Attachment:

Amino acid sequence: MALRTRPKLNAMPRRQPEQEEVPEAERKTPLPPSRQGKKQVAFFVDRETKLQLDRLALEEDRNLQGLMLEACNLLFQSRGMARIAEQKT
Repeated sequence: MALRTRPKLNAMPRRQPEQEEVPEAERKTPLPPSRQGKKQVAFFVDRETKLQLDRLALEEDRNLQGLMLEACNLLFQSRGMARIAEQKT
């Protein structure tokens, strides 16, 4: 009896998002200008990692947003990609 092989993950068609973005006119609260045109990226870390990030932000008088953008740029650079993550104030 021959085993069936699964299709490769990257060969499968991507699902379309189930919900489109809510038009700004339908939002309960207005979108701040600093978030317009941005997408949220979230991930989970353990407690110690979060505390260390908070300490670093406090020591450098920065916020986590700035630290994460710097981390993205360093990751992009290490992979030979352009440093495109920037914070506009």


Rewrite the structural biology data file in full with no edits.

Amino acid sequence: MALRTRPKLNAMPRRQPEQEEVPEAERKTPLPPSRQGKKQVAFFVDRETKLQLDRLALEEDRNLQGLMLEACNLLFQSRGMARIAEQKT
Repeated sequence: MALRTRPKLNAMPRRQPEQEEVPEAERKTPLPPSRQGKKQVAFFVDRETKLQLDRLALEEDRNLQGLMLEACNLLFQSRGMARIAEQKT
């Protein structure tokens, strides 16, 4: 009896998002200008990692947003990609 092989993950068609973005006119609260045109990226870390990030932000008088953008740029650079993550104030 021959085993069936699964299709490769990257060969499968991507699902379309189930919900489109809510038009700004339908939002309960207005979108701040600093978030317009941005997408949220979230991930989970353990407690110690979060505390260390908070300490670093406090020591450098920065916020986590700035630290994460710097981390993205360093990751992009290490992979030979352009440093495109920037914070506009």